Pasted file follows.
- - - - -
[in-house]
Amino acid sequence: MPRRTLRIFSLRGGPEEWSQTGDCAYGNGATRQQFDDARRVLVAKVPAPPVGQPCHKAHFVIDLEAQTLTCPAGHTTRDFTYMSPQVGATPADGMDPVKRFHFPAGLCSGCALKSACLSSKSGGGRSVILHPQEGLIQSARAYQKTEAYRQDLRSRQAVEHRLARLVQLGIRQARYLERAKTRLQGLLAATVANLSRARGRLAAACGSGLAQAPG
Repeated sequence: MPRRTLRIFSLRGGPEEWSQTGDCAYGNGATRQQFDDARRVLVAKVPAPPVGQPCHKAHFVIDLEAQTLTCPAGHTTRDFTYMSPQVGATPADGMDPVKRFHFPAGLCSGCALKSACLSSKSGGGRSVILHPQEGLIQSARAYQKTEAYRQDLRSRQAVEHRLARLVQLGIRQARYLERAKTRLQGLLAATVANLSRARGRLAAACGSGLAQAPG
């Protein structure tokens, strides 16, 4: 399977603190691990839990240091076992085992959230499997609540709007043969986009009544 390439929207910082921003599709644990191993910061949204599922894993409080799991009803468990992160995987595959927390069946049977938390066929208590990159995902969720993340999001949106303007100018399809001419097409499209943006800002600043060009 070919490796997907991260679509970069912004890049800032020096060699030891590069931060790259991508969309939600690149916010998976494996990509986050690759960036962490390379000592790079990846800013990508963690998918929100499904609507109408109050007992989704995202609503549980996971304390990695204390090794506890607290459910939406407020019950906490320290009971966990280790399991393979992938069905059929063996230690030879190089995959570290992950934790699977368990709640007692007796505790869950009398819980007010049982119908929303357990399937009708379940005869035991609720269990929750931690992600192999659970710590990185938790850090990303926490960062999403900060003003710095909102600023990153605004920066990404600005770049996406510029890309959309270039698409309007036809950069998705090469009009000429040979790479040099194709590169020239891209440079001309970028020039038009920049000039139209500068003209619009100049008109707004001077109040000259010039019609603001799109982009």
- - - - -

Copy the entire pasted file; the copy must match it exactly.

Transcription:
[in-house]
Amino acid sequence: MPRRTLRIFSLRGGPEEWSQTGDCAYGNGATRQQFDDARRVLVAKVPAPPVGQPCHKAHFVIDLEAQTLTCPAGHTTRDFTYMSPQVGATPADGMDPVKRFHFPAGLCSGCALKSACLSSKSGGGRSVILHPQEGLIQSARAYQKTEAYRQDLRSRQAVEHRLARLVQLGIRQARYLERAKTRLQGLLAATVANLSRARGRLAAACGSGLAQAPG
Repeated sequence: MPRRTLRIFSLRGGPEEWSQTGDCAYGNGATRQQFDDARRVLVAKVPAPPVGQPCHKAHFVIDLEAQTLTCPAGHTTRDFTYMSPQVGATPADGMDPVKRFHFPAGLCSGCALKSACLSSKSGGGRSVILHPQEGLIQSARAYQKTEAYRQDLRSRQAVEHRLARLVQLGIRQARYLERAKTRLQGLLAATVANLSRARGRLAAACGSGLAQAPG
């Protein structure tokens, strides 16, 4: 399977603190691990839990240091076992085992959230499997609540709007043969986009009544 390439929207910082921003599709644990191993910061949204599922894993409080799991009803468990992160995987595959927390069946049977938390066929208590990159995902969720993340999001949106303007100018399809001419097409499209943006800002600043060009 070919490796997907991260679509970069912004890049800032020096060699030891590069931060790259991508969309939600690149916010998976494996990509986050690759960036962490390379000592790079990846800013990508963690998918929100499904609507109408109050007992989704995202609503549980996971304390990695204390090794506890607290459910939406407020019950906490320290009971966990280790399991393979992938069905059929063996230690030879190089995959570290992950934790699977368990709640007692007796505790869950009398819980007010049982119908929303357990399937009708379940005869035991609720269990929750931690992600192999659970710590990185938790850090990303926490960062999403900060003003710095909102600023990153605004920066990404600005770049996406510029890309959309270039698409309007036809950069998705090469009009000429040979790479040099194709590169020239891209440079001309970028020039038009920049000039139209500068003209619009100049008109707004001077109040000259010039019609603001799109982009």